Influence of asymmetric tooth profile and manufacturing process on the bending strength of polymer spur gears
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The usage of polymer gears has increased significantly due to the improvements in design practices, material properties and manufacturing accuracy. In polymer gear drives, asymmetric tooth profile and polymer mating gear exert significant influence on bending fatigue strength and stiffness behavior. Additive manufacturing of polymer gears such as by selective laser sintering process – advantageous for prototyping and low-volume manufacturing – confer properties that depend on the build configuration. In this work, the bending fatigue behavior of injection-molded Nylon 66 symmetric (20°/20°) and asymmetric (34°/20° and 20°/34°) gears, and selective laser sintered Nylon 12 symmetric gears built in 'flat' and 'on-edge' configurations were evaluated. The effects of asymmetric tooth and polymer mating gear on the deflection and load sharing characteristics were investigated. The bending fatigue performance was evaluated experimentally through load-controlled, pulsator tests in a custom-built test rig. Experimental determination of mesh deflection was carried out using an in-house developed static tooth deflection test rig. Quasi-static numerical simulations were performed in ABAQUS® to predict root bending stress, load share ratio, and tooth and mesh deflections. The bending fatigue performance of metal – polymer pairs was dominated by root bending stress, whereas operating temperature determined the performance of polymer – polymer pairs. The bending fatigue life of 34°/20° configuration was the highest among metal – polymer pairs, whereas in polymer – polymer pairs, the life of 20°/34° configuration was greater than other configurations. The form factor exerted a decisive influence on the magnitude of bending stress compared to the stress correction factor. The deflection-induced load sharing occurred in 20°/20° and 20°/34° configurations. The peak mesh deflection and peak-to-valley amplitude in a cycle were lowest in the 20°/34° configuration. In the 34°/20° configuration, the increase in the single tooth contact period caused by a higher drive side pressure angle resulted in greater peak mesh deflection and peak-to-valley amplitude. The negligible tooth compliance of metal gear caused unsymmetrical load sharing in metal- polymer pairs' double tooth contact zones. The bending fatigue strength of selective laser sintered Nylon 12 gears built in a 'flat' configuration was greater than that of injection-molded Nylon 66 gears. The layered structure of the selective laser sintered gears impeded the crack propagation, as the crack front extended across all the layers along the face width direction. The bending fatigue life of selective laser sintered 40° and 160° configurations were lower than injection-molded Nylon 66 gears. The cross-laminar mode of crack propagation in SLS 40° lead to greater fatigue life. However, the crack path in SLS 160° was along the interlayer region, which expedited the crack propagation.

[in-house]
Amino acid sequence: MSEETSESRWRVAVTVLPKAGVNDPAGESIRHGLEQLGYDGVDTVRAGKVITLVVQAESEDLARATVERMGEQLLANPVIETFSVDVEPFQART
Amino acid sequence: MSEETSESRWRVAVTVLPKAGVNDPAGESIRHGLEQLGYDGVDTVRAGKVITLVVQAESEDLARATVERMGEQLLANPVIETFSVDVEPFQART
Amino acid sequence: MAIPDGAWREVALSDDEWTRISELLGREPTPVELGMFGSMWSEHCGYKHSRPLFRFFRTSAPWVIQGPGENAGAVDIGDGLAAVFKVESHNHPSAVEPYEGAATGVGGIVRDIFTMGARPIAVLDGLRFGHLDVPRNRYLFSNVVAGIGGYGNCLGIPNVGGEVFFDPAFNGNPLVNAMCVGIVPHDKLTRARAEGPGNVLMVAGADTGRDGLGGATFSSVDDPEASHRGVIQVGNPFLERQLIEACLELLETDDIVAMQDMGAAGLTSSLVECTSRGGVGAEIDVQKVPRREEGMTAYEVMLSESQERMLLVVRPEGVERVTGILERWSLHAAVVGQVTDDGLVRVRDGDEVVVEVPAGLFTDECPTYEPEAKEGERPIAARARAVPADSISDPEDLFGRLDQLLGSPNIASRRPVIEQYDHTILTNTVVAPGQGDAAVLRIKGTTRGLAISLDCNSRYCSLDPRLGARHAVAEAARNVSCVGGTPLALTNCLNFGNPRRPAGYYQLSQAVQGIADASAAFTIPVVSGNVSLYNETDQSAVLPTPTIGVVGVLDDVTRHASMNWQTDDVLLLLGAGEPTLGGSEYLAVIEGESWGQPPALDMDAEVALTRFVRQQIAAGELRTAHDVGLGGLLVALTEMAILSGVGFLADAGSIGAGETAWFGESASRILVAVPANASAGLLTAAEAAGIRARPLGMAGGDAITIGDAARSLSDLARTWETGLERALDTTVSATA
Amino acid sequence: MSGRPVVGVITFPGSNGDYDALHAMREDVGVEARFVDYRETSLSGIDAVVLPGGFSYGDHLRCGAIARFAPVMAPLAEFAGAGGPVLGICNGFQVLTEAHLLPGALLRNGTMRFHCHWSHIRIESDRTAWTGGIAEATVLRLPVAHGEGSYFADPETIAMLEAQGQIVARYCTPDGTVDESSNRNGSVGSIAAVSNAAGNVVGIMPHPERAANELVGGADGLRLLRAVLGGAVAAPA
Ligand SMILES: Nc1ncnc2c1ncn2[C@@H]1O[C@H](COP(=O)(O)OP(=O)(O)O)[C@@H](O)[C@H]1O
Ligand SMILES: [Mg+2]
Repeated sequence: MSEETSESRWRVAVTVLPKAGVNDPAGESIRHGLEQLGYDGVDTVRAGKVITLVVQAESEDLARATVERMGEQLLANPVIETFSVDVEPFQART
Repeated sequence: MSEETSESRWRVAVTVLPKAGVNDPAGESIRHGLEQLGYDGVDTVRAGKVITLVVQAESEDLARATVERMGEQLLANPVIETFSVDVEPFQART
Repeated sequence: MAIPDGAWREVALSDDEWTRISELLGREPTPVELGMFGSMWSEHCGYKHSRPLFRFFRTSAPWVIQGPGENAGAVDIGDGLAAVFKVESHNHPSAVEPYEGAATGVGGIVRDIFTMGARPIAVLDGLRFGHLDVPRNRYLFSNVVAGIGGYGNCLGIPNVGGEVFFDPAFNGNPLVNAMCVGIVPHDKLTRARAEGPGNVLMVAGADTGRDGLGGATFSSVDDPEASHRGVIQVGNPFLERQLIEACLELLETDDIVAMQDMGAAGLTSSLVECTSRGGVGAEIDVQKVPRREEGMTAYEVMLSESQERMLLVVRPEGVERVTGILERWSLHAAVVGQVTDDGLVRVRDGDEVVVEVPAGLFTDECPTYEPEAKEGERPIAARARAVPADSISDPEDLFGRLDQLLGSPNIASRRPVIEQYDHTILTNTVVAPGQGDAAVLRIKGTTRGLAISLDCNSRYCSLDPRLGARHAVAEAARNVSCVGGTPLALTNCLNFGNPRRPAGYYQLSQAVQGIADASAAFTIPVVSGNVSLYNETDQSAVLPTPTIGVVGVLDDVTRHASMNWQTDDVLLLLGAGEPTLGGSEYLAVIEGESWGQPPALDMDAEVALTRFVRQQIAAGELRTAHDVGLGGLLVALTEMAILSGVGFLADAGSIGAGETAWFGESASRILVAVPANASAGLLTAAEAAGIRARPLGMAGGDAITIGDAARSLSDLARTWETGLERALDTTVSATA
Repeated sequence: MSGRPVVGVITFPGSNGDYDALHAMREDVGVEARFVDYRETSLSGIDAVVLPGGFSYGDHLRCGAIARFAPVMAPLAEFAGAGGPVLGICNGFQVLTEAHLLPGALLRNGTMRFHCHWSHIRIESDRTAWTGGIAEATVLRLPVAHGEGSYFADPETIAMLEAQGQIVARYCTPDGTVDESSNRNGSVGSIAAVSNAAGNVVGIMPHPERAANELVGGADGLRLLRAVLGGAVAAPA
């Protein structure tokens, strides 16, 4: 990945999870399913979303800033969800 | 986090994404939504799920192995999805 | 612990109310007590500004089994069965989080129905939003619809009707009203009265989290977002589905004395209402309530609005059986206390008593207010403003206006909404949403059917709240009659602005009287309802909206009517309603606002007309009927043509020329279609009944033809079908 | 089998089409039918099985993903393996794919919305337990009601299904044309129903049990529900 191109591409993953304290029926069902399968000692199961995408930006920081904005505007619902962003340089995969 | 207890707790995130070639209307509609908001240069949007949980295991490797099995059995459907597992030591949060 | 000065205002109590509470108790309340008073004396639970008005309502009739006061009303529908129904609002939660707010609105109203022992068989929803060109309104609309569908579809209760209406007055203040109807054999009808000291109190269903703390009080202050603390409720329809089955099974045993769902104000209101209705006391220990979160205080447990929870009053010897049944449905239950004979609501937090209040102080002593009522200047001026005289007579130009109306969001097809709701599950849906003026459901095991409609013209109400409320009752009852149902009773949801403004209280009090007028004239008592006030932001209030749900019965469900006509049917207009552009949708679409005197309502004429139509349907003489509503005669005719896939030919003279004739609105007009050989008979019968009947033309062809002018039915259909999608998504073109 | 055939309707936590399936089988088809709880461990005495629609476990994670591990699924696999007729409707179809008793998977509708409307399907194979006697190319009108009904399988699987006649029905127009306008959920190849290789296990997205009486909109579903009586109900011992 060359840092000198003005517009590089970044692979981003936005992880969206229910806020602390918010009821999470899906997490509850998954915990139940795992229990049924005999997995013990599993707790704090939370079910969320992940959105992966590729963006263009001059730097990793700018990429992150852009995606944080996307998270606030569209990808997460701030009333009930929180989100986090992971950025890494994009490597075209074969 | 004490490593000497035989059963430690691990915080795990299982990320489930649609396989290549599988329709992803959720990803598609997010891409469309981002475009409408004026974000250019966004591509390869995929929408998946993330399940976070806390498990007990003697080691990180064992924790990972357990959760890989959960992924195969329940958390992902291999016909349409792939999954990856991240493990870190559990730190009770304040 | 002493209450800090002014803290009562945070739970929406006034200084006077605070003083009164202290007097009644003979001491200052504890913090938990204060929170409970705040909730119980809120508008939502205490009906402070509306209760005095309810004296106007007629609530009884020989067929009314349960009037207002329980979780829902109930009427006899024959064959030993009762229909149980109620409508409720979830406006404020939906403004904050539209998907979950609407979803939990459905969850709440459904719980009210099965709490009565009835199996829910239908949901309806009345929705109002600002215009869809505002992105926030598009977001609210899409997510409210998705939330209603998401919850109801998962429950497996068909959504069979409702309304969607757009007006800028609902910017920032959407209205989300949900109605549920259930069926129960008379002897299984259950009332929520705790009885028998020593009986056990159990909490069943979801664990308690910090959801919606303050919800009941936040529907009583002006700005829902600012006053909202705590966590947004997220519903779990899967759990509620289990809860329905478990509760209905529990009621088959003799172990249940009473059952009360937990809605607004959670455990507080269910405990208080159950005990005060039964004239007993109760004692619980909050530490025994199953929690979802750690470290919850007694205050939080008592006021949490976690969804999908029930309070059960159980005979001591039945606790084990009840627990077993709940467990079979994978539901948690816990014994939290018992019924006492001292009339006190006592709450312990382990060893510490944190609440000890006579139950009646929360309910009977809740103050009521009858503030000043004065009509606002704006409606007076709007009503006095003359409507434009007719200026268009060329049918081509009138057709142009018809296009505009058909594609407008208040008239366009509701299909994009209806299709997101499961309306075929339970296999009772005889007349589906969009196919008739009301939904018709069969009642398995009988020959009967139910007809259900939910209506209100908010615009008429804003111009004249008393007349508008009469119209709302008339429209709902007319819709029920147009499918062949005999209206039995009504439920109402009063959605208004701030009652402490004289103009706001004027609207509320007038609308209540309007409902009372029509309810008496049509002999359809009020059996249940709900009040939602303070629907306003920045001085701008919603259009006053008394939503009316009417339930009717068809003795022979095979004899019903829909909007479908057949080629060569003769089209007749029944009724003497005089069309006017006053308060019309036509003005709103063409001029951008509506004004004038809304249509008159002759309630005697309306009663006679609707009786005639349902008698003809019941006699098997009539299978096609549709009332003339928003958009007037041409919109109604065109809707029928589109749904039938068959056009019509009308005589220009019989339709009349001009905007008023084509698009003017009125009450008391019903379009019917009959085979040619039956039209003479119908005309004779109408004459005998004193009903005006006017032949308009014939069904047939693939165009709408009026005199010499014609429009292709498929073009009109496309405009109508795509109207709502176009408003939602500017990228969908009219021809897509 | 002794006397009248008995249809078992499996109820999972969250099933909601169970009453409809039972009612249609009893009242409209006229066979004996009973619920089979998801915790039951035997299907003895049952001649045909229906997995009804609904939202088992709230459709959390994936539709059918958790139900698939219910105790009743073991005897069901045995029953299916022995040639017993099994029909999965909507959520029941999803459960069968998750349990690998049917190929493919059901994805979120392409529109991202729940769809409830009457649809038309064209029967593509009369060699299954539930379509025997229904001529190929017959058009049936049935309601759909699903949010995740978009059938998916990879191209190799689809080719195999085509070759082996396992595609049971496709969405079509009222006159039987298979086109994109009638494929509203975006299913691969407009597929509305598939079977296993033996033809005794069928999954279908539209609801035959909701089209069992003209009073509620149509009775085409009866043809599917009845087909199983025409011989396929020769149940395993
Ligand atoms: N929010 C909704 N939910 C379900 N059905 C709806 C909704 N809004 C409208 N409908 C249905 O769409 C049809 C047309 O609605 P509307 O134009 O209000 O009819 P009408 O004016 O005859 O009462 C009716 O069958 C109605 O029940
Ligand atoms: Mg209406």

Supervisors: Senthilvelan, S and Gautam, Sachin Singh
Polymer Gear, Bending Fatigue, Tooth Deflection, Asymmetric Tooth Profile, Injection Molding, Selective Laser Sintering, Build Orientation